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macrumors newbie
Original poster
Aug 5, 2020
I’ve worn out my 2015 MBP retina, and have ordered a 2019 16” model to replace it. Over the last several years of its life, I noticed the screen looked terrible and every effort to clean it was useless. Recently I read that there was an issue with that model where the anti-glare layer would appear “stained” and Apple started doing free screen replacements for certain models bought within 4 years. So my question is, is this still an ongoing issue in their new computers? The 16” was a large investment for me and I want to make sure the same thing doesn’t happen.



macrumors regular
Sep 17, 2019
Not something that you have to actively worry about, the new anti reflective coating doesn't flake off even with harsh chemicals. But I have noticed on my Macbook and my colleges Macbooks the keyboard will permanently etch the screen with prolonged use.

This was particularly bad on my 2017 MBP, our local Apple rep was kind enough to replace it free of charge as we had AppleCare+ on the device.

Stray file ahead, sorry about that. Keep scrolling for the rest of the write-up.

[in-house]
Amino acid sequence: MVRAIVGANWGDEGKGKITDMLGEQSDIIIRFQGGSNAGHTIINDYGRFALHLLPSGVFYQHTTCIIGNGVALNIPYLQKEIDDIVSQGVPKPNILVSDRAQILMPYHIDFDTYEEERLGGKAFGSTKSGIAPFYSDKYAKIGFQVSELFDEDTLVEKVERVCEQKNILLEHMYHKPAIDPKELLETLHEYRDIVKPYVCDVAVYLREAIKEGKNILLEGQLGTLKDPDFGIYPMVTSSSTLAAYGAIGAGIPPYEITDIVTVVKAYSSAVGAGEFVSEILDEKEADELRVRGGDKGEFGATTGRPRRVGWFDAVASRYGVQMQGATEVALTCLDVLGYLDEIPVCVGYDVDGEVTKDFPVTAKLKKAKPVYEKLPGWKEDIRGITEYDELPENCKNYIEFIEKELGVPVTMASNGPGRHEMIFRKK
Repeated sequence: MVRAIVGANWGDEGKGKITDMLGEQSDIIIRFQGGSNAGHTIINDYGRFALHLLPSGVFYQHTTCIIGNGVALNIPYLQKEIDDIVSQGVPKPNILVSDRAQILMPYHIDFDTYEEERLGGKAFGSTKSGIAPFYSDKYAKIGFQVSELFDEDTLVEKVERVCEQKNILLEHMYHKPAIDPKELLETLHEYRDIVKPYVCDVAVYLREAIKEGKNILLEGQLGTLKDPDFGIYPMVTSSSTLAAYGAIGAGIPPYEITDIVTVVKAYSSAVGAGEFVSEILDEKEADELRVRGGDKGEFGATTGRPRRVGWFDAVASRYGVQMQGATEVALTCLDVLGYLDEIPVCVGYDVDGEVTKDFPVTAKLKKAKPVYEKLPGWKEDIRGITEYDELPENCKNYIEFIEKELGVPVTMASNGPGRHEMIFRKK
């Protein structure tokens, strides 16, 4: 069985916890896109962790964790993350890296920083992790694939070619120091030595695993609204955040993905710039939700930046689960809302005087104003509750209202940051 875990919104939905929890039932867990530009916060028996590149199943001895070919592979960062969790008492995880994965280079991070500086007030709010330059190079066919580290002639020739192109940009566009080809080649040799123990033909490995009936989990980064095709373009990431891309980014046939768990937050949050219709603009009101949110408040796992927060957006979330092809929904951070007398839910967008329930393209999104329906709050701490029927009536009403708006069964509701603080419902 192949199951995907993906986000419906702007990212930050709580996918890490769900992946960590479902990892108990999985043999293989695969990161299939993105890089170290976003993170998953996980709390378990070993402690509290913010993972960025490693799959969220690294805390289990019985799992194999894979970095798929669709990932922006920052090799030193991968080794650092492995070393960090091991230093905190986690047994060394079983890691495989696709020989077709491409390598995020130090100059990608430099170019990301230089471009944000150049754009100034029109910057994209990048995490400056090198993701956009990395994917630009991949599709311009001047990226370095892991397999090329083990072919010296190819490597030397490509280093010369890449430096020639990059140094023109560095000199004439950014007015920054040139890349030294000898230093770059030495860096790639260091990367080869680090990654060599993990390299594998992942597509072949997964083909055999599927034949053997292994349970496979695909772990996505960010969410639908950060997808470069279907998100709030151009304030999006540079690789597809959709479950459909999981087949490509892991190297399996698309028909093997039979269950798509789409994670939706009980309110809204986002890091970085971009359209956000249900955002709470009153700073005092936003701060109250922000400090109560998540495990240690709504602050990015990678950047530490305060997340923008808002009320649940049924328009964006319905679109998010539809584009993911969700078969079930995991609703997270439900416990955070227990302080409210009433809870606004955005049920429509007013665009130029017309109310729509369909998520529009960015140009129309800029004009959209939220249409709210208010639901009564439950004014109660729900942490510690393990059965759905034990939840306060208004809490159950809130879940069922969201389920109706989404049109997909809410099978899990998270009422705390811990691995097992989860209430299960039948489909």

macrumors Penryn
Feb 20, 2009
OP wrote:
"I noticed the screen looked terrible and every effort to clean it was useless."

You may not like this post.

I believe the problem that many users have (re StainGate) is because they tried cleaning their displays TOO MUCH, or did so in a way which aggravated the problem -- made it WORSE.

ALL the retina MBP's have a VERY thin "sprayed on" anti-glare coating. Even though the formula seems to have improved since it was introduced in 2012, it still seems "fragile" and can be too easily damaged by "overzealous" cleaning attempts.

The best way to "clean" the retina surface is to not "clean it at all".
That is, try not to get it dirty in the first place.
If dust gets on the surface, gently "dust it away" (instead of "wiping" it away).
If something won't come off by "dusting", use a soft moist cloth with AS LITTLE PRESSURE AS POSSIBLE to dislodge what's there. Then, "dust it dry".
BE CAREFUL when you open/close the lid, not to touch the display surface.
The less you touch it, the better the chance it will last without the anti-glare coating starting to flake off...
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